Quality coaches are vital to the success of any program. Coaching education is a strategy that most high schools use to ensure coaches’ training. Many other high school coaches attend sport specific clinics or workshops to grow professionally. It is then the job of the varsity coaches to train their staffs as well as reach out to the community coaches to offer clinics or workshops. It is important to educate coaches at all levels including the local youth leagues as well as middle school coaches. There are a few easy ways to do this. First, have the varsity coaches sponsor coaching clinics for the community coaches. These clinics can be offered throughout the year, and the local youth league may help with advertising for these clinics. Second, invite youth, middle school and travel coaches to attend varsity, JV and freshman practices. Extend the invitation to coaches and their teams. Many youth coaches may not know how to organize a practice efficiently, and athletes may not understand how hard they should be working in practice. Reach out to these coaches. Third, try recognizing a youth coach of the week or month in the local paper or on the school’s athletic website. Award coaches with a framed certificate at an appropriate high school sporting event. A local business may help sponsor this award by covering the cost of the advertisement in the paper or by offering a gift card to go with the certificate.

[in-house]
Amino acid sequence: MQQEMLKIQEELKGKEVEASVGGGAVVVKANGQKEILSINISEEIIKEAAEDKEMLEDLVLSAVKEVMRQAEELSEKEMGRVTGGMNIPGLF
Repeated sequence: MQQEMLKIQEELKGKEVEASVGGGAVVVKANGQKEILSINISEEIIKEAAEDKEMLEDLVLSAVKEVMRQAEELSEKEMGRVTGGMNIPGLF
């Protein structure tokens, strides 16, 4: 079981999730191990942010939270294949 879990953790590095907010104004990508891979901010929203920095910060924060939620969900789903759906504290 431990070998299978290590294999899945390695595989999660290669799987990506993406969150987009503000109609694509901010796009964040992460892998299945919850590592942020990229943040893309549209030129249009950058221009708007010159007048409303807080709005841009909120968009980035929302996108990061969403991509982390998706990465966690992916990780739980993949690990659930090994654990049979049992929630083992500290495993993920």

Parents need to be educated as well. Whether kids are playing organized middle school sports, or AAU or travel league, it seems all of the athletes entering high school are all-stars in their respective sports. So, there is a need to educate parents prior to any tryout process to educate them on the process, what criteria are being used to determine if athletes make the team, what time commitment there is for the parents and athletes and what booster club responsibilities are also expected of each parent. Most activity/athletic directors have required parent meetings prior to each sport season. Try having a rising freshman sport meeting for all athletes and parents each spring. This meeting can be coordinated with a coaches meeting so it would be one less night out for the coaches. The athletic director should spend some time discussing the mission of the athletic program. Booster clubs and athletic trainers should be present at this meeting and should be given ample time to present to parents and athletes. Tables can be spread out around the cafeteria or gym and each sport represented with a coach and possible senior athletes. Required paperwork should be handed out as well as a summer schedule, and out of season expectations should be discussed. Parents should sign up with each sport their son or daughter is interested in so that each coach would have an email list to send out additional information.